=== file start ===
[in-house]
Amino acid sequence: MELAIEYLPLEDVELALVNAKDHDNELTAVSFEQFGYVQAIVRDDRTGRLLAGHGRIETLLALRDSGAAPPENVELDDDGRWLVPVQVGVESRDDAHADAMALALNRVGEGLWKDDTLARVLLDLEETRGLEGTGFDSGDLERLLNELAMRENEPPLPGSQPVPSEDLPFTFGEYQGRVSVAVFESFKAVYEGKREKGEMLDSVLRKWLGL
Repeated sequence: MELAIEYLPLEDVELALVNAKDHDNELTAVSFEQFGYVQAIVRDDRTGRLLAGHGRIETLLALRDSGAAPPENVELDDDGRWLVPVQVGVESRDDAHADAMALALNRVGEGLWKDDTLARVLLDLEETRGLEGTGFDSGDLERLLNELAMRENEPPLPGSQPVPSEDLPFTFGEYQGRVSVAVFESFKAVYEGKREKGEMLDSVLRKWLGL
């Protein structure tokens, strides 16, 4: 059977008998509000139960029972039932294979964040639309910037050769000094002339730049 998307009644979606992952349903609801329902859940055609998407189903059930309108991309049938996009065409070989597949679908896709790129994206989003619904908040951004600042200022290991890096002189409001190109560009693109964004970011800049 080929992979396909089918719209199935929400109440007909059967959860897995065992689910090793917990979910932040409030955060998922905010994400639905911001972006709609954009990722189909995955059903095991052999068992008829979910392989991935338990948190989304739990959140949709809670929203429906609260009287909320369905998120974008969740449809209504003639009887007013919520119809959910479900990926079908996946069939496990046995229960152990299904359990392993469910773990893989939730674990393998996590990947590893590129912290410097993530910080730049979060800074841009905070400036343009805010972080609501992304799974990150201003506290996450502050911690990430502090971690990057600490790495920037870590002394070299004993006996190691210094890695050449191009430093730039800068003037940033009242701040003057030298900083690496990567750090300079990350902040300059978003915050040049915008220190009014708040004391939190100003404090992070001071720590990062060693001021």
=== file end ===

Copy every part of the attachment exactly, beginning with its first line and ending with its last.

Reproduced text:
[in-house]
Amino acid sequence: MELAIEYLPLEDVELALVNAKDHDNELTAVSFEQFGYVQAIVRDDRTGRLLAGHGRIETLLALRDSGAAPPENVELDDDGRWLVPVQVGVESRDDAHADAMALALNRVGEGLWKDDTLARVLLDLEETRGLEGTGFDSGDLERLLNELAMRENEPPLPGSQPVPSEDLPFTFGEYQGRVSVAVFESFKAVYEGKREKGEMLDSVLRKWLGL
Repeated sequence: MELAIEYLPLEDVELALVNAKDHDNELTAVSFEQFGYVQAIVRDDRTGRLLAGHGRIETLLALRDSGAAPPENVELDDDGRWLVPVQVGVESRDDAHADAMALALNRVGEGLWKDDTLARVLLDLEETRGLEGTGFDSGDLERLLNELAMRENEPPLPGSQPVPSEDLPFTFGEYQGRVSVAVFESFKAVYEGKREKGEMLDSVLRKWLGL
């Protein structure tokens, strides 16, 4: 059977008998509000139960029972039932294979964040639309910037050769000094002339730049 998307009644979606992952349903609801329902859940055609998407189903059930309108991309049938996009065409070989597949679908896709790129994206989003619904908040951004600042200022290991890096002189409001190109560009693109964004970011800049 080929992979396909089918719209199935929400109440007909059967959860897995065992689910090793917990979910932040409030955060998922905010994400639905911001972006709609954009990722189909995955059903095991052999068992008829979910392989991935338990948190989304739990959140949709809670929203429906609260009287909320369905998120974008969740449809209504003639009887007013919520119809959910479900990926079908996946069939496990046995229960152990299904359990392993469910773990893989939730674990393998996590990947590893590129912290410097993530910080730049979060800074841009905070400036343009805010972080609501992304799974990150201003506290996450502050911690990430502090971690990057600490790495920037870590002394070299004993006996190691210094890695050449191009430093730039800068003037940033009242701040003057030298900083690496990567750090300079990350902040300059978003915050040049915008220190009014708040004391939190100003404090992070001071720590990062060693001021």